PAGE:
2It’s Very Inexpensive
3Most TVs Come With the Functionality Built-In
4It’s a Google-Centric Device
5Developers Aren’t Jumping at Chromecast
Google made a fuss recently that it has signed up Pandora for its Chromecast service. But what the company failed to point out was that its application marketplace for Chromecast is extremely small. Until the dongle gains broader appeal, it looks like Google won’t be attracting too many developers to the service.
6There’s No Storage, Folks
7There’s No Remote With It
Google’s Chromecast ties its users to smartphones or tablets. So, those who might have left their mobile device in another room won’t be able to control the dongle until they get their hands on their handsets. Why Google didn’t include a remote with the Chromecast is unknown. But it should have done so.
8There Are Other Cheap, More Capable Devices
Let’s not pretend that the Chromecast is the only cheap device that can deliver programming to a television. Roku boxes can be purchased for as little as $50, and sometimes even less online. The Apple TV costs just $99. Better yet, both the Roku and Apple TV deliver better all around experiences for entertainment seekers. There’s something to be said for going with a cheap set-top box.
9Yes, iPhones and iPads Work With It
Although Google favors the use of its products with Chromecast—and smartphones and tablets are required to make it work—the company has made abundantly clear that iPhones and iPads can be used to control Chromecast. That’s important for Google and for consumers who aren’t so heavily invested in Android.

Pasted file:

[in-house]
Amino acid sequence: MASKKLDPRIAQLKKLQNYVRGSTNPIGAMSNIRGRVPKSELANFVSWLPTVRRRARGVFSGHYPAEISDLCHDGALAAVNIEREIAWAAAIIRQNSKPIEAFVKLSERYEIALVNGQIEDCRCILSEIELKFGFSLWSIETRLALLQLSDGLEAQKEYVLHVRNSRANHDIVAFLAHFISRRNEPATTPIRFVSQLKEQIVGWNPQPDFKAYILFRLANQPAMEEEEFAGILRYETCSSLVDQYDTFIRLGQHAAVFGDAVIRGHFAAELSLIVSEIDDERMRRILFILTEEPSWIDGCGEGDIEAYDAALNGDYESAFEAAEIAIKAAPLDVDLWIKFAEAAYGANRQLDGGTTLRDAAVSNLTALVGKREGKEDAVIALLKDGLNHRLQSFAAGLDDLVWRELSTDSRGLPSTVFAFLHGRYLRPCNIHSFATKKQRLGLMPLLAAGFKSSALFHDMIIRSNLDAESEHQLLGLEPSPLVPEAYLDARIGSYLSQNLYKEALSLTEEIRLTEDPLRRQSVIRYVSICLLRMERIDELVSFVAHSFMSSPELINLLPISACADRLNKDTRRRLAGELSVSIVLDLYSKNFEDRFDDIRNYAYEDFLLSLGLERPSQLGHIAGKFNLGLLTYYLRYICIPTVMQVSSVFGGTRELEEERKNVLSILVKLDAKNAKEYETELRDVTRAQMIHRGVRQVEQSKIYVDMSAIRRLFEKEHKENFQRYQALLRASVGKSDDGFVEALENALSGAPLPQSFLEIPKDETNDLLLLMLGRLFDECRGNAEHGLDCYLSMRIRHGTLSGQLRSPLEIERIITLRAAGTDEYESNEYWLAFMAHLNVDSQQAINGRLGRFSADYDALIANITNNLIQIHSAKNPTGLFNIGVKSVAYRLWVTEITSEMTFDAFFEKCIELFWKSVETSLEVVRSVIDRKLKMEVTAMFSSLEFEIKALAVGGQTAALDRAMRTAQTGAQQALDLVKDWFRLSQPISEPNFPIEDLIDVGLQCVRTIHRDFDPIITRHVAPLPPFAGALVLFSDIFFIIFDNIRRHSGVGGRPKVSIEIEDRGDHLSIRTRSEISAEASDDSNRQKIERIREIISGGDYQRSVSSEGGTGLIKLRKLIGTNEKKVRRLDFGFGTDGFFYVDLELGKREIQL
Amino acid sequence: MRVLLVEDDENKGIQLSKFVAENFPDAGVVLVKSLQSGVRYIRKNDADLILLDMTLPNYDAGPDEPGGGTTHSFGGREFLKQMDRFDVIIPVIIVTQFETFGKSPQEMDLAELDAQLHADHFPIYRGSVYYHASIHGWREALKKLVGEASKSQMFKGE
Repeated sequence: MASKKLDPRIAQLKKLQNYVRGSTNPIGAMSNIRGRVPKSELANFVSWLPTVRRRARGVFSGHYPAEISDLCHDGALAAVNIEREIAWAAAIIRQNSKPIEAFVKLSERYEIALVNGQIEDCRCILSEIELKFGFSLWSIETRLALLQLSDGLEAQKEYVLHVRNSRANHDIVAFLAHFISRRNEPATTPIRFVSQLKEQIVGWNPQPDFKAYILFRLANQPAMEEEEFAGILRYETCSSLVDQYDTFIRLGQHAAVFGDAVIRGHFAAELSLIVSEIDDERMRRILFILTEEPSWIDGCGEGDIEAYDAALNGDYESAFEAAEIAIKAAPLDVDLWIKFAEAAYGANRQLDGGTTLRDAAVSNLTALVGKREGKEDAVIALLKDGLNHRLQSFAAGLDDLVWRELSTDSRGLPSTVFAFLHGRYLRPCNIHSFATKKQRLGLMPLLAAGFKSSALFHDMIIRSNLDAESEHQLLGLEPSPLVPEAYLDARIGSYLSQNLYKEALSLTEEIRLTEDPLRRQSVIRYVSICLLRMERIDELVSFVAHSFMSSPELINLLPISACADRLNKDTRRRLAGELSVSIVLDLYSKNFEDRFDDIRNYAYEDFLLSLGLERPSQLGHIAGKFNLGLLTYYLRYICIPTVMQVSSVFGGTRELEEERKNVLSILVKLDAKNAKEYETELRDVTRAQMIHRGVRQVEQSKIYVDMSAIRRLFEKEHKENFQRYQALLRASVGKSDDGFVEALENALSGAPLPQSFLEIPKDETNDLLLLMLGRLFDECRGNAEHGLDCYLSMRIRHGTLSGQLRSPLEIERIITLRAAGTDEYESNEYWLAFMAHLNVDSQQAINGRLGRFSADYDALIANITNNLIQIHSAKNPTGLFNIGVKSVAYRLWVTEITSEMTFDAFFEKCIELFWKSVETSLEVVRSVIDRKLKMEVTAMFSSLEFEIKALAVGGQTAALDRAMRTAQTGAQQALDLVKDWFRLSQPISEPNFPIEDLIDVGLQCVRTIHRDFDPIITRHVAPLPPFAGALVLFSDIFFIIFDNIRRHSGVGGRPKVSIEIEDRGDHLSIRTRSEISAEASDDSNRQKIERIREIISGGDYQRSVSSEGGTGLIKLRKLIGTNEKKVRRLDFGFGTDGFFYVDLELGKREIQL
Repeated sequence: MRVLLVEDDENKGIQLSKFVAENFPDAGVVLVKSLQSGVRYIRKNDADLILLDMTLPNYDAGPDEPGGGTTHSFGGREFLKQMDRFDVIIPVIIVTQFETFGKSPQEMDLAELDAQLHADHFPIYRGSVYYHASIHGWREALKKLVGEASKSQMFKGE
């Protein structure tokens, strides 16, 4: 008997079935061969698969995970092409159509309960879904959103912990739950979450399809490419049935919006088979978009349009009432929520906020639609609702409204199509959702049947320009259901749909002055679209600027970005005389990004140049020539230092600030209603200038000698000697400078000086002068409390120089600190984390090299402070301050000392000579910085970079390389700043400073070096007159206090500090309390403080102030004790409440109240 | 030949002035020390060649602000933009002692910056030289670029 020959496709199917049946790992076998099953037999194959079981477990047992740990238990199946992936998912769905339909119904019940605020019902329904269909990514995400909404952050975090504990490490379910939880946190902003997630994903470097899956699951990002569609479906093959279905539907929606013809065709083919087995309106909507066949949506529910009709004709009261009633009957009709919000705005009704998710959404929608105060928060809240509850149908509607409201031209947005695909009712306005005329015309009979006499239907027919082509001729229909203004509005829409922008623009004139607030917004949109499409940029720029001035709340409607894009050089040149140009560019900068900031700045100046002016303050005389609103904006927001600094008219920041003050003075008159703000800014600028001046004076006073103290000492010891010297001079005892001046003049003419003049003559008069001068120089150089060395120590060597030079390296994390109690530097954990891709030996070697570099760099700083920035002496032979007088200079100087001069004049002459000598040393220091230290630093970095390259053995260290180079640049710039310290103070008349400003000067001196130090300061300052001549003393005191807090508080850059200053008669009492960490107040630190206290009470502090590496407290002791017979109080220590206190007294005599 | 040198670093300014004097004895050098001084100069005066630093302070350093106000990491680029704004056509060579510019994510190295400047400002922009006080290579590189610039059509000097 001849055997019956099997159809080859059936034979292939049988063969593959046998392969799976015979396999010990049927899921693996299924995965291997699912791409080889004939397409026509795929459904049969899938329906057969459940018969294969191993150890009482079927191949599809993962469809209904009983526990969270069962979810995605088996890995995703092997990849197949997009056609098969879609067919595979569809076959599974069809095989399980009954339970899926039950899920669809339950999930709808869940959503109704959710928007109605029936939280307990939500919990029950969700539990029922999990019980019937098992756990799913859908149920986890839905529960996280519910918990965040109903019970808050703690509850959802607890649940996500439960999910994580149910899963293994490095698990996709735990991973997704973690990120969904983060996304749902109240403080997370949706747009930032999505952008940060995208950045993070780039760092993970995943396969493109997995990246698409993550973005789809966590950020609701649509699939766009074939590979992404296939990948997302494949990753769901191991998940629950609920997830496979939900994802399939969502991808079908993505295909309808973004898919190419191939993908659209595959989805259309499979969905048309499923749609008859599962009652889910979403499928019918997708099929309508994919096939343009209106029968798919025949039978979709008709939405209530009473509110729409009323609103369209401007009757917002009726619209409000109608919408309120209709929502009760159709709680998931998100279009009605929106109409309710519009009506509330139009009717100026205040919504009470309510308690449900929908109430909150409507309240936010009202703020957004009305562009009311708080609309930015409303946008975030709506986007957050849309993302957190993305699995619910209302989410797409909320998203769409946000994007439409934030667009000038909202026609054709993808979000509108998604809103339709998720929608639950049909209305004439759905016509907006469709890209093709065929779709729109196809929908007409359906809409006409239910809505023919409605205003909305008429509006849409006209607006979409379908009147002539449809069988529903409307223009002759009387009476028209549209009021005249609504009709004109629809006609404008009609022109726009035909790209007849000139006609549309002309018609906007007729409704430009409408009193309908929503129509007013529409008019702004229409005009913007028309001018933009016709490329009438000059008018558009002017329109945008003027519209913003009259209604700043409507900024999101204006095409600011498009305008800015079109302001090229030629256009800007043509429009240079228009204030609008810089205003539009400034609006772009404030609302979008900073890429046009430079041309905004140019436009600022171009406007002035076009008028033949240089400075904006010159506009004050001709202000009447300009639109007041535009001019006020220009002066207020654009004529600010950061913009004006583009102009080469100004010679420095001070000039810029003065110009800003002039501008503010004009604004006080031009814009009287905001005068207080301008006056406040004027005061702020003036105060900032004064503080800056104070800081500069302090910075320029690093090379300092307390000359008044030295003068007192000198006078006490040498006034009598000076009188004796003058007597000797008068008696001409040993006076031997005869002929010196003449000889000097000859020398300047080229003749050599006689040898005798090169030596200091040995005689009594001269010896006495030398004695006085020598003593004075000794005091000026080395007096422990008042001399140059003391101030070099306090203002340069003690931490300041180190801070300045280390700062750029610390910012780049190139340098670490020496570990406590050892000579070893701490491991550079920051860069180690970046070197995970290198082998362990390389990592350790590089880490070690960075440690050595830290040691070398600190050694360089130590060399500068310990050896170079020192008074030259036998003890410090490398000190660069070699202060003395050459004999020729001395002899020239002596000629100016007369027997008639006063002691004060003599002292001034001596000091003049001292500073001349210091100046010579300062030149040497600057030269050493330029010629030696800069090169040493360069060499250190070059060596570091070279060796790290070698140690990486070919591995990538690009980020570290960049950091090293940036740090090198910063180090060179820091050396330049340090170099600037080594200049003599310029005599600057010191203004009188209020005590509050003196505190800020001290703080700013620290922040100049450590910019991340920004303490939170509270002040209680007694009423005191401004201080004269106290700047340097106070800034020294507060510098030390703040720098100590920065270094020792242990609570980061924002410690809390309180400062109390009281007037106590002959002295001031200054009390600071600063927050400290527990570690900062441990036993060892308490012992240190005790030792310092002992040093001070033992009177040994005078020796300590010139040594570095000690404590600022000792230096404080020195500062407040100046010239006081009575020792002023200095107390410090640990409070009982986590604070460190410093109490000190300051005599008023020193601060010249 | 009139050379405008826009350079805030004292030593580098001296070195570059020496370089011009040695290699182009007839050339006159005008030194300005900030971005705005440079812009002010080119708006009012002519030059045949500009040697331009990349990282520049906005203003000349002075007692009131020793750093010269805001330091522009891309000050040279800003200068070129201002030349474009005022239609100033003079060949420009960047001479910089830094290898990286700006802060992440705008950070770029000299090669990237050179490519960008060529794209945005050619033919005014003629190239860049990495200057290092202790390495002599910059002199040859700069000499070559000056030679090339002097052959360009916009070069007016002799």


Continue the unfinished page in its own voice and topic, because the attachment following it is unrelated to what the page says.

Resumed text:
10It Requires Power, Unfortunately
Google did a good job of sidestepping one very important thing to consider with the Chromecast: It requires power. The device comes with a USB port that can connect a television’s port and automatically draw power. The Chromecast also comes with an adapter to convert its USB port to a regular wall plug. So while Chromecast might save you room in your entertainment center, it might still take up room in your surge protector.
11A Sub-Standard AirPlay Competitor?
The big issue for Chromecast going forward will be overcoming the allure of Apple’s AirPlay. A huge number of products support Apple’s wireless streaming service, and as long as a person has an Apple TV, they can take apps from their Macs and iOS devices and stream those directly to their televisions without any other tinkering. Google needs to find a way around that mess.